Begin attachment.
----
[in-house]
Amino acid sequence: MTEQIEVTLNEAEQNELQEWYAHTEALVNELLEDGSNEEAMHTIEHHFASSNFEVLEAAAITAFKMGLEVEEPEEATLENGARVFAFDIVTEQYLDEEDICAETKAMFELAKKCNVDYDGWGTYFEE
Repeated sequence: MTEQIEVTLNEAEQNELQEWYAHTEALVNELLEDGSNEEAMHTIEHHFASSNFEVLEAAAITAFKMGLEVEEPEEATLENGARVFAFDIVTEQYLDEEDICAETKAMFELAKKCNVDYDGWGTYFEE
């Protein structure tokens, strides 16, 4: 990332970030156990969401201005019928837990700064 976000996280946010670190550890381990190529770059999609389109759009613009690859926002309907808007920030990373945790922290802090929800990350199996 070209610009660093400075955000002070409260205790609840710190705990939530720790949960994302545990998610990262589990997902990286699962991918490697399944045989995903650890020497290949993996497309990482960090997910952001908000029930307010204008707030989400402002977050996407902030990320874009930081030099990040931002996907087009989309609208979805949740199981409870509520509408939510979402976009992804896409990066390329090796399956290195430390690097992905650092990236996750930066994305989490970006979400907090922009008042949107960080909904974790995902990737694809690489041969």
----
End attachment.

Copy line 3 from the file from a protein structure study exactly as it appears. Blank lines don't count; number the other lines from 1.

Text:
Repeated sequence: MTEQIEVTLNEAEQNELQEWYAHTEALVNELLEDGSNEEAMHTIEHHFASSNFEVLEAAAITAFKMGLEVEEPEEATLENGARVFAFDIVTEQYLDEEDICAETKAMFELAKKCNVDYDGWGTYFEE